Emily Blosser, The University of Louisiana Lafayette; Jessica Pearce, University of Louisiana Lafayette;
Cultural theorist Rosalind Gill (2017) has argued that postfeminism has tightened its hold upon contemporary culture and has become hegemonic. Deeply entangled with neoliberalism, postfeminism is defined as a sensibility that emphasizes empowerment, choice and individualism, and promotes gendered technologies of the self as solutions that can lead to women's success and well-being. Postfeminism is also increasingly fixated on positive psychology principles that promise self-improvement and transformation through the uptake of confidence, resilience, and a positive mental attitude. This panel invites STS engagements with this topic and encourages participants to interrogate the ways that burgeoning postfeminist ideologies have become pervasive in everyday life. We welcome a variety of methods and topics related to this overall theme and encourage intersectional approaches to explore postfeminism in the Global South and other non-Western contexts.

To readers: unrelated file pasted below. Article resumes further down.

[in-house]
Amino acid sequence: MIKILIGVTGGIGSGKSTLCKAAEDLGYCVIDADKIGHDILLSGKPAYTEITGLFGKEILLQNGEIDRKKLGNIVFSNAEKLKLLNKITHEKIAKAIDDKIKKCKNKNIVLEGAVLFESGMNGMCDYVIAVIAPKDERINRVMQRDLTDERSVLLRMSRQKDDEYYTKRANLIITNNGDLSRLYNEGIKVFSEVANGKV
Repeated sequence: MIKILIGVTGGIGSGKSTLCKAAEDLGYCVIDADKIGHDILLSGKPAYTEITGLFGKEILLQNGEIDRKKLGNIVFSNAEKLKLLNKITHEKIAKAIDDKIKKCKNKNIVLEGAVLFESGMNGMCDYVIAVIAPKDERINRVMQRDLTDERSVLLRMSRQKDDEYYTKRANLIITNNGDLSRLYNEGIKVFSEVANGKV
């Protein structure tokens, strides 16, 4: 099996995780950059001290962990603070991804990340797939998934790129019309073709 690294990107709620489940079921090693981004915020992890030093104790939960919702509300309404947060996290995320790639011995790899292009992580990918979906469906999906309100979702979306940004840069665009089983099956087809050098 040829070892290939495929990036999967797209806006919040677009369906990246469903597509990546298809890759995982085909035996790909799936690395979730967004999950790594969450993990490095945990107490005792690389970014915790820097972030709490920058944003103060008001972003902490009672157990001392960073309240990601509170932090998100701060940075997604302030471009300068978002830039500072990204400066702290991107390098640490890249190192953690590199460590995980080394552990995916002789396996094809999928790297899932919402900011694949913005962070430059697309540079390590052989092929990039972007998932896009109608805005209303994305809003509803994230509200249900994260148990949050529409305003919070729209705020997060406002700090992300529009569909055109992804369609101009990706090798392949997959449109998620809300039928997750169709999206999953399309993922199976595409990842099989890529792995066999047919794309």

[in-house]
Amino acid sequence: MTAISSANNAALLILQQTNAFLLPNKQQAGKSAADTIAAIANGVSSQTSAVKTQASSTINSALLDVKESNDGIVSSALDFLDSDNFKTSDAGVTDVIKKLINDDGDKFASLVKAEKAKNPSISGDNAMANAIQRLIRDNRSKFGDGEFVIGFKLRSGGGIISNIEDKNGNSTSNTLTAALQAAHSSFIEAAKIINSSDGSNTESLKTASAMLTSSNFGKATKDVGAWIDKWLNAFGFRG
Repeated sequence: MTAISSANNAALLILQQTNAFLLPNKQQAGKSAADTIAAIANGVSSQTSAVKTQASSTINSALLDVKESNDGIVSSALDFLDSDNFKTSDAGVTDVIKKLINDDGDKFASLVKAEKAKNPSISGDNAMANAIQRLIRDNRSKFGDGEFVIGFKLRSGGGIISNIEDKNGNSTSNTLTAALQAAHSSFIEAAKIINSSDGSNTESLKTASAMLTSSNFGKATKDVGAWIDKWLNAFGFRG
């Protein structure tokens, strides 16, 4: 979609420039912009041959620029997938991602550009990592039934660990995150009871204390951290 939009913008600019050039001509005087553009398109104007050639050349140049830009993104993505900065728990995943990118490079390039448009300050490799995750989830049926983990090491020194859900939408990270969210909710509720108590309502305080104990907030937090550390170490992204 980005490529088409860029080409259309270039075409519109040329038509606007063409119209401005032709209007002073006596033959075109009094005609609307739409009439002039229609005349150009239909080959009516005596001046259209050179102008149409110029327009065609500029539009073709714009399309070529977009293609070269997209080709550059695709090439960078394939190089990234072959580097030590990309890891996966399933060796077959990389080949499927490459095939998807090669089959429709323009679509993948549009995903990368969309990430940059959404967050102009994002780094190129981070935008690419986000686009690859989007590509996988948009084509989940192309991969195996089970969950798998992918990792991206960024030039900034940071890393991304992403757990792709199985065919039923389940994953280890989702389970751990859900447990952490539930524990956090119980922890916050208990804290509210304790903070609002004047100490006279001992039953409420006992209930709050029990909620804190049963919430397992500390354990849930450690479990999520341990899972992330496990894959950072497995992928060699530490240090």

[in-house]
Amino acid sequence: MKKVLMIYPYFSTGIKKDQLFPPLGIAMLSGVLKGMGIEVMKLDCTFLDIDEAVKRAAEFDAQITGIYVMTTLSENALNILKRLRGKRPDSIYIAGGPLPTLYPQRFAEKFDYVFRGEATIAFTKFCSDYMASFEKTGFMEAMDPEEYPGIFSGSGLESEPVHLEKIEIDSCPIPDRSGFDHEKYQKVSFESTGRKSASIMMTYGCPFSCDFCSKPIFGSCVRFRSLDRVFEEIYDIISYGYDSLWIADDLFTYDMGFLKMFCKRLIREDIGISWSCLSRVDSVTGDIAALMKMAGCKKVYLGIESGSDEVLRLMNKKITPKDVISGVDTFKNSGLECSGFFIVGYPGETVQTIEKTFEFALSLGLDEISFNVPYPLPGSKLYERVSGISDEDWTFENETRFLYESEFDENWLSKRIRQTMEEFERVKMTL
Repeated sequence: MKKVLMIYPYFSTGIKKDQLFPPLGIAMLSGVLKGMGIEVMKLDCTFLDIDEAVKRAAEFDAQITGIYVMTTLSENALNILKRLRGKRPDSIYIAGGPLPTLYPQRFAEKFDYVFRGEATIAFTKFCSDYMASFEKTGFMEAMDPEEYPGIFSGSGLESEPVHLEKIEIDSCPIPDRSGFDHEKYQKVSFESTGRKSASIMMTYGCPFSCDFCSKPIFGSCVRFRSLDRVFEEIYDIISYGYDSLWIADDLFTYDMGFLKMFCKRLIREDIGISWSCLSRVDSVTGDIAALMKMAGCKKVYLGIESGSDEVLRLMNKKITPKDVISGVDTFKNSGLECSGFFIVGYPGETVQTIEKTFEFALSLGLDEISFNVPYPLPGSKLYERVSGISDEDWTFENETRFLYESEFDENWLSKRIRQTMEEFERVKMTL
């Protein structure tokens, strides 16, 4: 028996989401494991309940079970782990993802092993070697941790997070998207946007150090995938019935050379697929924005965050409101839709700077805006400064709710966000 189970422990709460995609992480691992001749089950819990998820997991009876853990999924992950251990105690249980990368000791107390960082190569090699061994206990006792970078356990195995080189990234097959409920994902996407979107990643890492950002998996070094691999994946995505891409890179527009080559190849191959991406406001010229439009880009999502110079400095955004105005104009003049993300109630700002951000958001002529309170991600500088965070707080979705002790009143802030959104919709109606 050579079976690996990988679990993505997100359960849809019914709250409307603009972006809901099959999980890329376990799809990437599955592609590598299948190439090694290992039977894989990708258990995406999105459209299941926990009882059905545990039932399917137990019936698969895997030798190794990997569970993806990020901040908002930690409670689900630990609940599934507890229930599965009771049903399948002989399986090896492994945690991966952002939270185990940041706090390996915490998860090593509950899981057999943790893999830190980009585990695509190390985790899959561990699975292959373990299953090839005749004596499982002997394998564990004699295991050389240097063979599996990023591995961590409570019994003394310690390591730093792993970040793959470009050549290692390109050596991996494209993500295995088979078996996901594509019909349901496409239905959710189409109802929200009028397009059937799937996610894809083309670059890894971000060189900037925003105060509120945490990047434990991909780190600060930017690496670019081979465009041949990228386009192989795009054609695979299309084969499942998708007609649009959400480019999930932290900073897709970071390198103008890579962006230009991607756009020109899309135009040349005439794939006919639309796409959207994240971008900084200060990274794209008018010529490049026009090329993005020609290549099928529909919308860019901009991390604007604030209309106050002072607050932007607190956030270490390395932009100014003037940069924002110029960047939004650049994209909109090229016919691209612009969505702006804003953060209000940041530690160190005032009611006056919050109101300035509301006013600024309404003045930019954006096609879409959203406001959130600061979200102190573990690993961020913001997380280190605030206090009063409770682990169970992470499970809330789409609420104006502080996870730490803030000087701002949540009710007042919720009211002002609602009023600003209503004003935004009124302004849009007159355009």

Papers might engage with the following topics but they are not limited to this list:
(1) How technologies of the self are promoted and embodied in neoliberal and postfeminist contexts.
(2) How digital spaces have created new ways to construct and perform postfeminist identities.
(3) How postfeminism is incorporated in gig economy platforms.
(4) How postfeminism relates to work and occupations.
(5) Postfeminism and academic labor and livelihoods.
(6) Monitoring, tracking, and optimizing of the self in relation to postfeminist sensibilities.
Gill, R. (2017). The affective, cultural and psychic life of postfeminism: 10 years on. European Journal of Cultural Studies, 20(6), pp. 606-626. doi: 10.1177/1367549417733003.